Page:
Monday, 9 March 2015

Learning at #cesicon 2015

I wasn't sure which identity to bring with me to #cesicon, the annual conference of CESI (Computers in Education Society of Ireland). Billed as an event for those who are interested in integrating technology into their teaching and learning, it seems aimed mostly at first and second level education. Since my professional experience is embedded firmly in higher education, I wasn't sure what benefit the event would be for me.

The free stickers went down well
In my new found interest in all things Wikimedia, however, I wanted to support the Wikimedia Community Ireland group who were presenting in a session called Wikipedia for Education. And so, I signed up as part of An Lucht Vicí. With my new (purple) avatar on twitter, I can no longer hide easily at events, and so I brought along my "me" identity as well.

The one identity that I tried to leave behind was the parent of two children in secondary school. My experience is that parents and teachers don't mix, unless it's at highly structured parent-teacher meetings, organised by the school.

I had a great day, which was full of learning. I was very impressed by the crowds of professionals that attended, mostly primary and secondary teachers, giving up their Saturday to learn and share. I was very impressed by the young people from St Brendan's National School, who were there to sell copies of their newsletter, the Eyrecourt Examiner, and even offered subscriptions and advertising space. It was great to finally meet some twitter friends such as @donenda and @simonmlewis.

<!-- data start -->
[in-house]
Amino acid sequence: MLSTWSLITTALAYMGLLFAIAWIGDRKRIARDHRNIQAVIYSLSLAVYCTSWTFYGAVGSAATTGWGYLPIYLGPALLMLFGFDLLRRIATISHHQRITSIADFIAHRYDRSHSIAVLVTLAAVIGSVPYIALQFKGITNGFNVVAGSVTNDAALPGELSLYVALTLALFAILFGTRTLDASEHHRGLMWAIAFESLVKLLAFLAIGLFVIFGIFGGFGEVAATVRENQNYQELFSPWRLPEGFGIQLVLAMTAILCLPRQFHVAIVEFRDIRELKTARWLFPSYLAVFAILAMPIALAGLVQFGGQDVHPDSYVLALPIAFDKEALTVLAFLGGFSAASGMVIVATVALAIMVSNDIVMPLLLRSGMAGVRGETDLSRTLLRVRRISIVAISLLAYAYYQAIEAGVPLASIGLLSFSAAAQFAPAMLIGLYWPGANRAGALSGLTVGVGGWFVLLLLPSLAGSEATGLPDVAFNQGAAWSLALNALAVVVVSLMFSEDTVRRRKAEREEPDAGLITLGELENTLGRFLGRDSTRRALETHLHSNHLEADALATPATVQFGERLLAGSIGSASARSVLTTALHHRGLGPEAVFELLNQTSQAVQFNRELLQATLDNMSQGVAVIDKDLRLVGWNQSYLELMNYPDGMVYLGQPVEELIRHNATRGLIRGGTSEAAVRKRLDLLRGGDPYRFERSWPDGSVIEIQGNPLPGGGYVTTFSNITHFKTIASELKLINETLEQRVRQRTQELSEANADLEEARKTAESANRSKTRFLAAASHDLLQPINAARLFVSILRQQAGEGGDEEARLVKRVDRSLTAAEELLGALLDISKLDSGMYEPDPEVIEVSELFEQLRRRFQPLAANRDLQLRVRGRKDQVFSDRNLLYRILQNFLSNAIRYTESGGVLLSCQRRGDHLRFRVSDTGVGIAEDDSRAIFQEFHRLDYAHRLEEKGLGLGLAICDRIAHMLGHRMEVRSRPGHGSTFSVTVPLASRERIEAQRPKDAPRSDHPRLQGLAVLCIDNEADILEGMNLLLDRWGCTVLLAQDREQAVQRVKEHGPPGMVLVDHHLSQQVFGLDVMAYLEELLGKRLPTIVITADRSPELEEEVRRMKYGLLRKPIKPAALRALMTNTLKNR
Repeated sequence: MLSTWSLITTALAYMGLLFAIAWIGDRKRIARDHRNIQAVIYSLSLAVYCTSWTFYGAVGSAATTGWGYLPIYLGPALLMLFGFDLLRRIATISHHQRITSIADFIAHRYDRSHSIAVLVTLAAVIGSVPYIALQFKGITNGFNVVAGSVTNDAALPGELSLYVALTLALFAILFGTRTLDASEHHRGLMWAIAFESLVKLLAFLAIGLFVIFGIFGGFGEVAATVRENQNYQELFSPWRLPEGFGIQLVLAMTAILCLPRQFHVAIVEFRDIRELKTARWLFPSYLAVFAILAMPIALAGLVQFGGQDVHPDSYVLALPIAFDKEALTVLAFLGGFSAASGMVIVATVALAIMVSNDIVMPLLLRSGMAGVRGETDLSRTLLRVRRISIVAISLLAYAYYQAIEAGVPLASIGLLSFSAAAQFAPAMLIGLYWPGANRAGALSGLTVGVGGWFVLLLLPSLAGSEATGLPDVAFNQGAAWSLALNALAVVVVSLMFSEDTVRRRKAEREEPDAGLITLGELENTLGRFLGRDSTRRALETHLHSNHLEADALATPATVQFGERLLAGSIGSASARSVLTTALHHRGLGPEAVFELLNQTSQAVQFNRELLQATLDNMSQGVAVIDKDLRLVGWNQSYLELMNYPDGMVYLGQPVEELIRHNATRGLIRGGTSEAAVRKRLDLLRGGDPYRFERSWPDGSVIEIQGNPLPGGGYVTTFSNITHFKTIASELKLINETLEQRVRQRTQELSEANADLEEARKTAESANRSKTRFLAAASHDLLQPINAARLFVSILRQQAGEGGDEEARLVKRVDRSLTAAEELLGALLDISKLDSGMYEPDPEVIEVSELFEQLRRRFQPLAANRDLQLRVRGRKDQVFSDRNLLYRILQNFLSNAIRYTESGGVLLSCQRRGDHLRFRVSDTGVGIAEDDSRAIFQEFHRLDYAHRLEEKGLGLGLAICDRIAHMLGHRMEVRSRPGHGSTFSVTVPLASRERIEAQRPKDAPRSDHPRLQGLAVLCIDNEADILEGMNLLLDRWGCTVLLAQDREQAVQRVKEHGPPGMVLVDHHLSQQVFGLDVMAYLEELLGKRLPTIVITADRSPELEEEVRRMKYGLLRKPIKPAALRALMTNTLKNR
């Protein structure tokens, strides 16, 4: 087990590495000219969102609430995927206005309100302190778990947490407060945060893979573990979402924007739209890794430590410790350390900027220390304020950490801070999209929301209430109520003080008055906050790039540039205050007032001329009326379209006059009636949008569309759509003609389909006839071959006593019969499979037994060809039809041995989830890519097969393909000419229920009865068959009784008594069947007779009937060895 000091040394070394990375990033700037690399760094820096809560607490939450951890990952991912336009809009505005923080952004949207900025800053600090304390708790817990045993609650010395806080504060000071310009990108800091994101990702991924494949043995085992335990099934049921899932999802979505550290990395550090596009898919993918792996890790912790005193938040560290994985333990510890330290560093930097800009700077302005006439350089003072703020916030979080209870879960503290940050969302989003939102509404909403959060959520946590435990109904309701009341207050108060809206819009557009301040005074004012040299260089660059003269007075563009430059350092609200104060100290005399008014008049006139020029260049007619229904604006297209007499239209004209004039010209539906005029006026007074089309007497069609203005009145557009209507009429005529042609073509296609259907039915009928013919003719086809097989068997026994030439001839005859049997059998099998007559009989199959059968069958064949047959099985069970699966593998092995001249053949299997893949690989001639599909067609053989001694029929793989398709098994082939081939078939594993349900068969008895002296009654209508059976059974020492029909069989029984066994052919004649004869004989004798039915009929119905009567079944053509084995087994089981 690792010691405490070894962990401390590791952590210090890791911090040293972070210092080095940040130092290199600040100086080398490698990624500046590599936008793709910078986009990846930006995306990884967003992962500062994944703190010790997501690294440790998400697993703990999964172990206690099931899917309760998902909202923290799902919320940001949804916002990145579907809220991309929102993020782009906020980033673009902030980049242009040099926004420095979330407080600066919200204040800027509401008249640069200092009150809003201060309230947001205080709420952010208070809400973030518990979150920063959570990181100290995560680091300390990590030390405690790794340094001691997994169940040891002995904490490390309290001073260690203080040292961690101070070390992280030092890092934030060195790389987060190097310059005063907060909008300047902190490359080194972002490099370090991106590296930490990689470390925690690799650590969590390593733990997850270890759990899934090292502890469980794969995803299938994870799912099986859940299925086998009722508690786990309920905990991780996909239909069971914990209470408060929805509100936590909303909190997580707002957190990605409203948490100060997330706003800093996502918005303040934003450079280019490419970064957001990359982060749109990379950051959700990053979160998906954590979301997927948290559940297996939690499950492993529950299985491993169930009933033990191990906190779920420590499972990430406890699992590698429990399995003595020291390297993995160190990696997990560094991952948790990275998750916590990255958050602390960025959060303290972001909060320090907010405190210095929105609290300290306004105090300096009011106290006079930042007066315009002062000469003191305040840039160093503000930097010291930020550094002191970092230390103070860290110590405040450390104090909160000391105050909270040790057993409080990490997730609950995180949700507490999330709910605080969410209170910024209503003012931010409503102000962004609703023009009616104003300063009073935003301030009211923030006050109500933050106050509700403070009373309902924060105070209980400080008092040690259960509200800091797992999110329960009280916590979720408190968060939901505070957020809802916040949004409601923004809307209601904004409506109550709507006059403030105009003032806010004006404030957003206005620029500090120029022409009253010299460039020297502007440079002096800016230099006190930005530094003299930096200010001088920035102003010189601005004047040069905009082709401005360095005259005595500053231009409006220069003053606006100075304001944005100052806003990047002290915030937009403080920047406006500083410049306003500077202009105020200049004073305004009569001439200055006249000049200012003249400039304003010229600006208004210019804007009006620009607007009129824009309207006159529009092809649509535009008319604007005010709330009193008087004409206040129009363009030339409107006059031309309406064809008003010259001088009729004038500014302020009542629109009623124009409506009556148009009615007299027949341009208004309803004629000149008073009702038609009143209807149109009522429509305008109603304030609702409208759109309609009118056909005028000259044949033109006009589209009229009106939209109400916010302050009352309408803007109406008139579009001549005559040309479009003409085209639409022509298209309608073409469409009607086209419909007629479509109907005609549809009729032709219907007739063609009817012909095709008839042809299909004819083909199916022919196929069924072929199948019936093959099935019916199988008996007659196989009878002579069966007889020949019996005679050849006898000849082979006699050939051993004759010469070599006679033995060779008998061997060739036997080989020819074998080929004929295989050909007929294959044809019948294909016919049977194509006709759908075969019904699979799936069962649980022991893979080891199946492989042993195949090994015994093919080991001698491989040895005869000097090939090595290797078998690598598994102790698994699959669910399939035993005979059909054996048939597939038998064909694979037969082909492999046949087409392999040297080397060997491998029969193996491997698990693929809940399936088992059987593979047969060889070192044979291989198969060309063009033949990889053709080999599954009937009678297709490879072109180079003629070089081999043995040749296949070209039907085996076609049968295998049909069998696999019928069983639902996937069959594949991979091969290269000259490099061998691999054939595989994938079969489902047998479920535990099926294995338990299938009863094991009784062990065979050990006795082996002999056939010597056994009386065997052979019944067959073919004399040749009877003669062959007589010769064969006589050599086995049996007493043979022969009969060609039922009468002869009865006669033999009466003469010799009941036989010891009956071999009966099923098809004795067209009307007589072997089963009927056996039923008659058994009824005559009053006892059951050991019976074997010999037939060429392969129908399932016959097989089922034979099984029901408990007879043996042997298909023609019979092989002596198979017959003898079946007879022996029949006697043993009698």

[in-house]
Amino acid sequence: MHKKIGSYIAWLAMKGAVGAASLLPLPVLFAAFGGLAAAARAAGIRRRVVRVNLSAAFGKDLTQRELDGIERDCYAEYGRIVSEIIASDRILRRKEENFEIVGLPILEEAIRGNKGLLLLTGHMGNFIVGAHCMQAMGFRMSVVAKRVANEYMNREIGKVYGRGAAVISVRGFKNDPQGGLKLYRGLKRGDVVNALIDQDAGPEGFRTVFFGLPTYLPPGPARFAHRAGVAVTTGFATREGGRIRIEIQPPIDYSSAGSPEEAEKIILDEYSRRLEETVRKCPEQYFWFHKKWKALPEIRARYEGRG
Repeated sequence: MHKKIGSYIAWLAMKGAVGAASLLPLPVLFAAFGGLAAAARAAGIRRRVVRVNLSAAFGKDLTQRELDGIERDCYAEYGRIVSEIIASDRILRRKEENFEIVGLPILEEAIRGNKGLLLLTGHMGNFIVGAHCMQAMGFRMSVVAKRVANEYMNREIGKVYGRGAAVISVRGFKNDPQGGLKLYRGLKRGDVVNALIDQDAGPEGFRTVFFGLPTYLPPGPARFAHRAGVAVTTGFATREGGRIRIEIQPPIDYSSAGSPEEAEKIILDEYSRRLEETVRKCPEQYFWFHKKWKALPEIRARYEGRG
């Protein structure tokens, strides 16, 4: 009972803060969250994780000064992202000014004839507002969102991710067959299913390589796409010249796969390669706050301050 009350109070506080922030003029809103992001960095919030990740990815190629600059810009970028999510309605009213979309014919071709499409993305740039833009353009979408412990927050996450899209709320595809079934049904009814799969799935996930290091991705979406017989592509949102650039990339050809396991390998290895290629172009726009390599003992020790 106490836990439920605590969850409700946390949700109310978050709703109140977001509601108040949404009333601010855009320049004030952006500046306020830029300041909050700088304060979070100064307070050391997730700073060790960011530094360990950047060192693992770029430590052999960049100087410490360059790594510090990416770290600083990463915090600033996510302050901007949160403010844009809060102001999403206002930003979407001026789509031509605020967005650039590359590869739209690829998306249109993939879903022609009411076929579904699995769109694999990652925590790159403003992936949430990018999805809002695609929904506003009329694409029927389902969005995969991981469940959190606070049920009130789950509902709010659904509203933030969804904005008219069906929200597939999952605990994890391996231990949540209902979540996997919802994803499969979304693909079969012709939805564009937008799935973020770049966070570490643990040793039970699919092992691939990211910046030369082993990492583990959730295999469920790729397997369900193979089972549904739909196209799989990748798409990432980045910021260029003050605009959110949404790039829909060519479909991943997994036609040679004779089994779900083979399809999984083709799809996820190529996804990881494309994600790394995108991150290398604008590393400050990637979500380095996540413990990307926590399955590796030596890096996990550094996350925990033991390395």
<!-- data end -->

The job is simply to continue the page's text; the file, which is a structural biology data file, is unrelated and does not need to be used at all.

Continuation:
And I learned too - more than I expected. Gareth Callan (@gar_callan), from Coláiste Bhaile Chláir, gave a wonderful presentation about flipping the (second level) classroom. To be honest, I wasn't even sure that this was possible at second level in Ireland, but I'm convinced after Gar's talk. After a workshop with Mary Jo Bell (@7MJB) and Ciara Brennan (@PrimEdTeacher), I'm now creating and sharing videos with Vine, and made my first Animoto creation.

The Plenary Panel Discussion was excellent, particularly the young lady who spoke so eloquently about the disconnect between the technology she uses at home and the technology used at school. She asked a simple, but obvious, question: why don't teachers ask their students about what tech they use and might like to use as part of their learning?

By the end of the day, I was tired, but buzzing, especially after John Davitt's very entertaining keynote (talking sheep included). I had come to the realisation that we all have something to learn from each other and it might be no harm to step outside our boundaries occasionally.

But a week later, and as the parent in me reflected, I have a huge sense of regret about the event. My regret is about the teachers who were not there. It's almost 30 years since I did my Leaving Cert (yes, I am that old) and the learning experience of young people at secondary school has not changed significantly since then. I was particularly saddened by a statement over the weekend from one of the teachers' unions, that teachers NOT attend certain CPD opportunities.

Sometimes it's hard to balance multiple identities! Thanks to everyone at #cesicon for your enthusiasm and dedication.

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